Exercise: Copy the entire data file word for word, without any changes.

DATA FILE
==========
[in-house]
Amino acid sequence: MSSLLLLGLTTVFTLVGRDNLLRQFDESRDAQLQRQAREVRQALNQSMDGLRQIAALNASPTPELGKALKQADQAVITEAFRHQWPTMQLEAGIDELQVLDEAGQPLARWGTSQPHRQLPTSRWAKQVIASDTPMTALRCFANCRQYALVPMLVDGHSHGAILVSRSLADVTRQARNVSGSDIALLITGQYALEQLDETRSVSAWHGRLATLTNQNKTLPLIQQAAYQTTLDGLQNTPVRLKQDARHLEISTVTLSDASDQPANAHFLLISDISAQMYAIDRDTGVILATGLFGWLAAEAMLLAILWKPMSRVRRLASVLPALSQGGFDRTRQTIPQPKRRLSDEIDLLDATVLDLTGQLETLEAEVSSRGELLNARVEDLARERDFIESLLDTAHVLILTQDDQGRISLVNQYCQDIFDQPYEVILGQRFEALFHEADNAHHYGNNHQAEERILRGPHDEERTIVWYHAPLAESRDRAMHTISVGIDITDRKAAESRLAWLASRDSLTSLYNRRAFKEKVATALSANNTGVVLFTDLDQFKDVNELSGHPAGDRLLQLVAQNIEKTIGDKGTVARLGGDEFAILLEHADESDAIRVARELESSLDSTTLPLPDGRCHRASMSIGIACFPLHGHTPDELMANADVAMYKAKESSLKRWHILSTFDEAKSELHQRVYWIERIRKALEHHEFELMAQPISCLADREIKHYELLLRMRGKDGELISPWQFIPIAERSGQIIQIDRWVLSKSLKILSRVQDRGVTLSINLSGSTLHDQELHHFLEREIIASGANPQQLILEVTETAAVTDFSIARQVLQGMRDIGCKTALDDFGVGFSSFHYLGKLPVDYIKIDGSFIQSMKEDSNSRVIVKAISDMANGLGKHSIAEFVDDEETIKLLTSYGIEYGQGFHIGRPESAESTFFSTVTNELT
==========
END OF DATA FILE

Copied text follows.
[in-house]
Amino acid sequence: MSSLLLLGLTTVFTLVGRDNLLRQFDESRDAQLQRQAREVRQALNQSMDGLRQIAALNASPTPELGKALKQADQAVITEAFRHQWPTMQLEAGIDELQVLDEAGQPLARWGTSQPHRQLPTSRWAKQVIASDTPMTALRCFANCRQYALVPMLVDGHSHGAILVSRSLADVTRQARNVSGSDIALLITGQYALEQLDETRSVSAWHGRLATLTNQNKTLPLIQQAAYQTTLDGLQNTPVRLKQDARHLEISTVTLSDASDQPANAHFLLISDISAQMYAIDRDTGVILATGLFGWLAAEAMLLAILWKPMSRVRRLASVLPALSQGGFDRTRQTIPQPKRRLSDEIDLLDATVLDLTGQLETLEAEVSSRGELLNARVEDLARERDFIESLLDTAHVLILTQDDQGRISLVNQYCQDIFDQPYEVILGQRFEALFHEADNAHHYGNNHQAEERILRGPHDEERTIVWYHAPLAESRDRAMHTISVGIDITDRKAAESRLAWLASRDSLTSLYNRRAFKEKVATALSANNTGVVLFTDLDQFKDVNELSGHPAGDRLLQLVAQNIEKTIGDKGTVARLGGDEFAILLEHADESDAIRVARELESSLDSTTLPLPDGRCHRASMSIGIACFPLHGHTPDELMANADVAMYKAKESSLKRWHILSTFDEAKSELHQRVYWIERIRKALEHHEFELMAQPISCLADREIKHYELLLRMRGKDGELISPWQFIPIAERSGQIIQIDRWVLSKSLKILSRVQDRGVTLSINLSGSTLHDQELHHFLEREIIASGANPQQLILEVTETAAVTDFSIARQVLQGMRDIGCKTALDDFGVGFSSFHYLGKLPVDYIKIDGSFIQSMKEDSNSRVIVKAISDMANGLGKHSIAEFVDDEETIKLLTSYGIEYGQGFHIGRPESAESTFFSTVTNELT